Businesses and practitioners will now update their tax audit records, thanks to updated regulations announced by the Central Board of Direct Taxes (CBDT) on Friday that remove technical barriers to seeking deductions for such expenses.
An updated audit report signed by the accountant may be issued in cases where the taxpayer makes such payments such as taxes, duties, cess, or provident fund donation to employees after the tax audit report has been submitted in an assessment year, CBDT said in a notification.

Certain expenses, such as interest, royalties, or fees for technical services, are not allowed to be deductible from an assessee’s taxable income if the tax is not deducted at source and paid to the government, according to the Income Tax Act. Also, expenditures like provident fund contributions and leave encashment are only permitted in the year in which they are made.

If all of the payments are received after the tax audit report is filed, it will be required to recalculate the amount of spending that is available for a deduction from taxable income. The new law makes obtaining this exclusion possible for taxpayers who are expected to file tax audit reports. This removes the need for the taxpayer to justify whether an audit report and a deduction argument don’t fit. The new regulation is more of an administrative process improvement than a practical law improvement, but it is consistent with the government’s attempts to make doing business simpler.

CBDT’s revised regulations would simplify the process of seeking deductions.

                                   

Businesses and practitioners will now update their tax audit records, thanks to updated regulations announced by the Central Board of Direct Taxes (CBDT) on Friday that remove technical barriers to seeking deductions for such expenses.
An updated audit report signed by the accountant may be issued in cases where the taxpayer makes such payments such as taxes, duties, cess, or provident fund donation to employees after the tax audit report has been submitted in an assessment year, CBDT said in a notification.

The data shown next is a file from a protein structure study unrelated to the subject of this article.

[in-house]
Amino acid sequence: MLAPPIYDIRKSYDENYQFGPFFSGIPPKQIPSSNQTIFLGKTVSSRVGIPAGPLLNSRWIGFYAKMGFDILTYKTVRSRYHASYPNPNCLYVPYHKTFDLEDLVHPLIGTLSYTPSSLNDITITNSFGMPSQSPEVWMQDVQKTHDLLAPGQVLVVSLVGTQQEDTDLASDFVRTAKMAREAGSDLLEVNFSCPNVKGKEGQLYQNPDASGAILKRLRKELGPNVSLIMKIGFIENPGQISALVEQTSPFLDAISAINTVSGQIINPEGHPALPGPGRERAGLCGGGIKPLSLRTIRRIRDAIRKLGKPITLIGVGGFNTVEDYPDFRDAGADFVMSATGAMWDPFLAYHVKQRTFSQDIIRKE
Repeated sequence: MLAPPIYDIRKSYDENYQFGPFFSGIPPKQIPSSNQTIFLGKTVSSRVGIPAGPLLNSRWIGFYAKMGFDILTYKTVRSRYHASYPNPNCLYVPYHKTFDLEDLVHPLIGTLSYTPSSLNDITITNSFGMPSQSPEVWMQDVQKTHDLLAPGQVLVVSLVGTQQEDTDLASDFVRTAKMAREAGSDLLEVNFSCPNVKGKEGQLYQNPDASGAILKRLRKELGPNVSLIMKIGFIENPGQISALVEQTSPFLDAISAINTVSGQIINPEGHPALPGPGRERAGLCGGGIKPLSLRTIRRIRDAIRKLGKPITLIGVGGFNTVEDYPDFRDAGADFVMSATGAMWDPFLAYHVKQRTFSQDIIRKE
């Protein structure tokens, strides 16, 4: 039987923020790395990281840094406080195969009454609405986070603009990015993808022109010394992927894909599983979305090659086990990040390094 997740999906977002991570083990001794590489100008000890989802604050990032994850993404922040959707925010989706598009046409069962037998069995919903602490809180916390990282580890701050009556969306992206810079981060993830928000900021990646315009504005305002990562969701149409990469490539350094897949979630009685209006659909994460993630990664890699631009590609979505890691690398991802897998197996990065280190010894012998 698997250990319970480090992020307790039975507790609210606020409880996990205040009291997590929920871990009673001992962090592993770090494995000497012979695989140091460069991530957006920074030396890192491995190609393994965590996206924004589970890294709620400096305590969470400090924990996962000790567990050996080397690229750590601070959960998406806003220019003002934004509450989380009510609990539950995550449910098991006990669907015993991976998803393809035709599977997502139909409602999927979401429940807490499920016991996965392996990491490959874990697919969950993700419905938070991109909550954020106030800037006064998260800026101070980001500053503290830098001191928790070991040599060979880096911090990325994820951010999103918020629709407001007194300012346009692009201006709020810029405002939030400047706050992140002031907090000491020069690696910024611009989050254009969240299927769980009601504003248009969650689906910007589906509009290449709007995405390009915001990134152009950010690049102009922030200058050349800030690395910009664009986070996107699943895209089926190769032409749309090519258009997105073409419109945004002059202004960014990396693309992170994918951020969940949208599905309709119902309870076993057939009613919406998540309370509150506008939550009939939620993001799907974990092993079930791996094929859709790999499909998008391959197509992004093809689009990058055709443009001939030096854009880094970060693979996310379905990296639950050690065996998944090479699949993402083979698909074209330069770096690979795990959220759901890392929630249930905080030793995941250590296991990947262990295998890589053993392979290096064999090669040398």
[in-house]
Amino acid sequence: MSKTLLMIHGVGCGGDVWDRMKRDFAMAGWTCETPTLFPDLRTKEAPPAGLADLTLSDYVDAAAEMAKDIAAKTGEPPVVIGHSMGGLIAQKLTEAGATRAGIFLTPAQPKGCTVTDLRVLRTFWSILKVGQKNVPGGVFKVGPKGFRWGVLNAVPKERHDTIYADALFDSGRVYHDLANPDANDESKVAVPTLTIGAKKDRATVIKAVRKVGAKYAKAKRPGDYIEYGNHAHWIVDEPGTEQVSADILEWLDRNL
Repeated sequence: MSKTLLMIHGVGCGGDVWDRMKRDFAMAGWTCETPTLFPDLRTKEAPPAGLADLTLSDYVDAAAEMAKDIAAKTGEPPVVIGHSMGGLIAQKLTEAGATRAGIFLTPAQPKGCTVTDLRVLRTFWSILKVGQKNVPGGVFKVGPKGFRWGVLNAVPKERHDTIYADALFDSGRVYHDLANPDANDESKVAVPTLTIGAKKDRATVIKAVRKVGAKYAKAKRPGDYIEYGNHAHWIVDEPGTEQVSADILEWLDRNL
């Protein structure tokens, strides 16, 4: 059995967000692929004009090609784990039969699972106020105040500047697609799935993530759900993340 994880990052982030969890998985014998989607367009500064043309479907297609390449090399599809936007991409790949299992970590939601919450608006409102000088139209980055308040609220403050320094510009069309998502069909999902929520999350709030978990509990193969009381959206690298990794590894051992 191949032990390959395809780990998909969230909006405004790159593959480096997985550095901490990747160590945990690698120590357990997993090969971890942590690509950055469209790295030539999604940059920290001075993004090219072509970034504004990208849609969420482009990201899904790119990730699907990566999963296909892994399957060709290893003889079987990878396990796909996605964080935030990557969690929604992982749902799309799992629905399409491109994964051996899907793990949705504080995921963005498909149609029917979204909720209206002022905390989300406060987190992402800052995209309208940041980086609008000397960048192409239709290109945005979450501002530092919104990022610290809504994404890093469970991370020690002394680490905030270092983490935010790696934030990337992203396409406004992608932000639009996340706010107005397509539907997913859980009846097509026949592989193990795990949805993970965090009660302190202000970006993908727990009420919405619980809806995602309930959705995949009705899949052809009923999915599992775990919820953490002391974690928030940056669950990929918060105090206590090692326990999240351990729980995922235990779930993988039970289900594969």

Certain expenses, such as interest, royalties, or fees for technical services, are not allowed to be deductible from an assessee’s taxable income if the tax is not deducted at source and paid to the government, according to the Income Tax Act. Also, expenditures like provident fund contributions and leave encashment are only permitted in the year in which they are made.

If all of the payments are received after the tax audit report is filed, it will be required to recalculate the amount of spending that is available for a deduction from taxable income. The new law makes obtaining this exclusion possible for taxpayers who are expected to file tax audit reports. This removes the need for the taxpayer to justify whether an audit report and a deduction argument don’t fit. The new regulation is more of an administrative process improvement than a practical law improvement, but it is consistent with the government’s attempts to make doing business simpler.

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